One of the big misconceptions with eating disorders is that the disorder centers around an unhealthy relationship with food. While this is certainly a part of all eating disorders, the food and eating behaviors are typically symptoms of the problem, but not the true problem itself.
Many people are not aware of the fact that the development of eating disorders is often triggered by the experience of a difficult, unpleasant, and sometimes traumatic event or circumstance that causes the affected individual to shut down emotionally.
This suppression of emotion is not sustainable and feels unmanageable; therefore, those predisposed to developing eating disorders will turn to food as a way to feel more in control or to distract themselves from their emotions.
In Monika Woolsey’s timeless book, Eating Disorders: A Clinical Guide to Counseling and Treatment, she describes perfectly the true motivation behind eating disordered behaviors:
“Eating disorders can be viewed as an alternative language that develops when verbal skills do not provide an emotional outlet. When basic emotions such as anger and fear are not verbalized, they find other avenues of expression. .. Clients often express frustration that family and friends did not recognize their dysfunctional behavior as their way of saying they were angry or hurt” (Woolsey, 103).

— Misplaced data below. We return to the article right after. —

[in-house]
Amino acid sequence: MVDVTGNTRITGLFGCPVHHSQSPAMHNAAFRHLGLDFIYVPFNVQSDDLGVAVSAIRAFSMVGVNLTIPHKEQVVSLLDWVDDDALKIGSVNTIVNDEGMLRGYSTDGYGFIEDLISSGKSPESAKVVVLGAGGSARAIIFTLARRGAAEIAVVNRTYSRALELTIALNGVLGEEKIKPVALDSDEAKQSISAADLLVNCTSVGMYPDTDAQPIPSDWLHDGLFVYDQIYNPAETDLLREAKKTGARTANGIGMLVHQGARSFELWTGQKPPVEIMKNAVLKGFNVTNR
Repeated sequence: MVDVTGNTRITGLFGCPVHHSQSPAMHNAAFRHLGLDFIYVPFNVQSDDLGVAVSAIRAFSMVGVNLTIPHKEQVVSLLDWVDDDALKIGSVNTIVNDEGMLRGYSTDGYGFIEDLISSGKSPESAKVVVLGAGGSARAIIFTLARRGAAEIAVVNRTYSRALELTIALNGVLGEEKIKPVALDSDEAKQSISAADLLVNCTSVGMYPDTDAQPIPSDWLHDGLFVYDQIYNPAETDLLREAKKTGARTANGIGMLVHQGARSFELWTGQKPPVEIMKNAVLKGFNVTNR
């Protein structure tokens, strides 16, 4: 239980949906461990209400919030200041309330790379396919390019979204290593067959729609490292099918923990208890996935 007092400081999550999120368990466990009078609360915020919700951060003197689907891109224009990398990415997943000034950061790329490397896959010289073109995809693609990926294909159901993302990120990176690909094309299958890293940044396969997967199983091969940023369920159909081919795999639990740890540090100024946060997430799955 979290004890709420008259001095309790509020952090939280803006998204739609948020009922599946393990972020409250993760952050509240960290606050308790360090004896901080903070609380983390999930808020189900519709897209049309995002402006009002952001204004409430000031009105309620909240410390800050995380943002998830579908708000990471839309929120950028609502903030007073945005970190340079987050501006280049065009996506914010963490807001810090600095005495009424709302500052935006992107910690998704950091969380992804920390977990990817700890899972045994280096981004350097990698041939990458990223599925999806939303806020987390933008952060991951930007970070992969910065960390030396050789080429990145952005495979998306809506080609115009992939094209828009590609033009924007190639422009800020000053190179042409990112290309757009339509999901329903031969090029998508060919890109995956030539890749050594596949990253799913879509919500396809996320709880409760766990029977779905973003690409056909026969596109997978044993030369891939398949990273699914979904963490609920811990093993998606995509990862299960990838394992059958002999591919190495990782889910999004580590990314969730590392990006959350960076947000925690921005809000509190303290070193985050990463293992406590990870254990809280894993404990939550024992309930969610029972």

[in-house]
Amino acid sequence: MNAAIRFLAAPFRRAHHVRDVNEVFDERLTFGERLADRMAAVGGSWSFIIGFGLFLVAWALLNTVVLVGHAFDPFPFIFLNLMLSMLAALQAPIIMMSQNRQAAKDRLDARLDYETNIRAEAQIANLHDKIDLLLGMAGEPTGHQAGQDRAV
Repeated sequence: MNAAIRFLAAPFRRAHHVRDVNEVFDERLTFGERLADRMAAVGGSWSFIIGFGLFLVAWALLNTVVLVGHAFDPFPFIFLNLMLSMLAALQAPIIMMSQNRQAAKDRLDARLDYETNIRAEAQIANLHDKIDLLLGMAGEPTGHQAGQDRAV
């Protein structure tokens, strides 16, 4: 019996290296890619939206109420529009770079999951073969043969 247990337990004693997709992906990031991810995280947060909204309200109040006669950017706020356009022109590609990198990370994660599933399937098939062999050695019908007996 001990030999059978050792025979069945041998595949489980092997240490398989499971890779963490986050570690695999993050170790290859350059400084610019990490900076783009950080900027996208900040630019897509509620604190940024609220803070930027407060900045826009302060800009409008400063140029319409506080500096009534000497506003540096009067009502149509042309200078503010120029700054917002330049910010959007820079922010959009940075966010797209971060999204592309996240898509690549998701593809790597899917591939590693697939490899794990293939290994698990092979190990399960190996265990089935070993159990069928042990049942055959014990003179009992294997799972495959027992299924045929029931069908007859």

Woolsey goes on to describe some common eating disorder behaviors and their true meaning:
“Common eating disordered behaviors include:
The suppression of emotions, in addition to feelings of low self-esteem and low self-worth as well, are the true root cause of many eating disorders. For this reason, it is imperative to address these issues as a key component of treatment. Focusing on changing eating behaviors for the sake of health doesn’t cover the whole issue at hand, and may be more likely to lead to resistance or risk of relapse. The components of a well-rounded treatment team and approach for someone with an eating disorder should include:
Here at Bridging the Gaps, we ensure that we provide this team-based approach when a client comes into our care with a secondary diagnosis of an eating disorder. For clients who are struggling with eating disordered behavior as their primary diagnosis, residential and IOP treatment options are available in the local area, including:
If you have questions about eating disorder treatment options for yourself or a loved one, please feel free to contact our nutritional department at Bridging the Gaps.